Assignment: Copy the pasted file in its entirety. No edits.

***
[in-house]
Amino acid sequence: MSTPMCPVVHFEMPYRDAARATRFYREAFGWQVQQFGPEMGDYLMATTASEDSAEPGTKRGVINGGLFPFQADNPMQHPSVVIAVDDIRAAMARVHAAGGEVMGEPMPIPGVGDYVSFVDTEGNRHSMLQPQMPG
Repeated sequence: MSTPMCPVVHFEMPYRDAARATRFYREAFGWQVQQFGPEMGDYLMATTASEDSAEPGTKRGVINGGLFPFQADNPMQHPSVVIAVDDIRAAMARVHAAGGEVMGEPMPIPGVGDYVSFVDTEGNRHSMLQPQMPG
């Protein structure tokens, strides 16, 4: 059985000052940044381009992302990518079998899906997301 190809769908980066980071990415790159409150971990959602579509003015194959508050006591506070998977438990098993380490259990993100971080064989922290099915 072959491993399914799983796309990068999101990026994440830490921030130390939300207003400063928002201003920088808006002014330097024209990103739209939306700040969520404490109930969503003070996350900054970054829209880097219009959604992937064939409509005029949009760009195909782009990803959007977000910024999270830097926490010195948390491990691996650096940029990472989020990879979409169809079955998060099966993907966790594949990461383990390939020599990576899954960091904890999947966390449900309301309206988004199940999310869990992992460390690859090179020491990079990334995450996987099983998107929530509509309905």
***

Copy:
[in-house]
Amino acid sequence: MSTPMCPVVHFEMPYRDAARATRFYREAFGWQVQQFGPEMGDYLMATTASEDSAEPGTKRGVINGGLFPFQADNPMQHPSVVIAVDDIRAAMARVHAAGGEVMGEPMPIPGVGDYVSFVDTEGNRHSMLQPQMPG
Repeated sequence: MSTPMCPVVHFEMPYRDAARATRFYREAFGWQVQQFGPEMGDYLMATTASEDSAEPGTKRGVINGGLFPFQADNPMQHPSVVIAVDDIRAAMARVHAAGGEVMGEPMPIPGVGDYVSFVDTEGNRHSMLQPQMPG
């Protein structure tokens, strides 16, 4: 059985000052940044381009992302990518079998899906997301 190809769908980066980071990415790159409150971990959602579509003015194959508050006591506070998977438990098993380490259990993100971080064989922290099915 072959491993399914799983796309990068999101990026994440830490921030130390939300207003400063928002201003920088808006002014330097024209990103739209939306700040969520404490109930969503003070996350900054970054829209880097219009959604992937064939409509005029949009760009195909782009990803959007977000910024999270830097926490010195948390491990691996650096940029990472989020990879979409169809079955998060099966993907966790594949990461383990390939020599990576899954960091904890999947966390449900309301309206988004199940999310869990992992460390690859090179020491990079990334995450996987099983998107929530509509309905």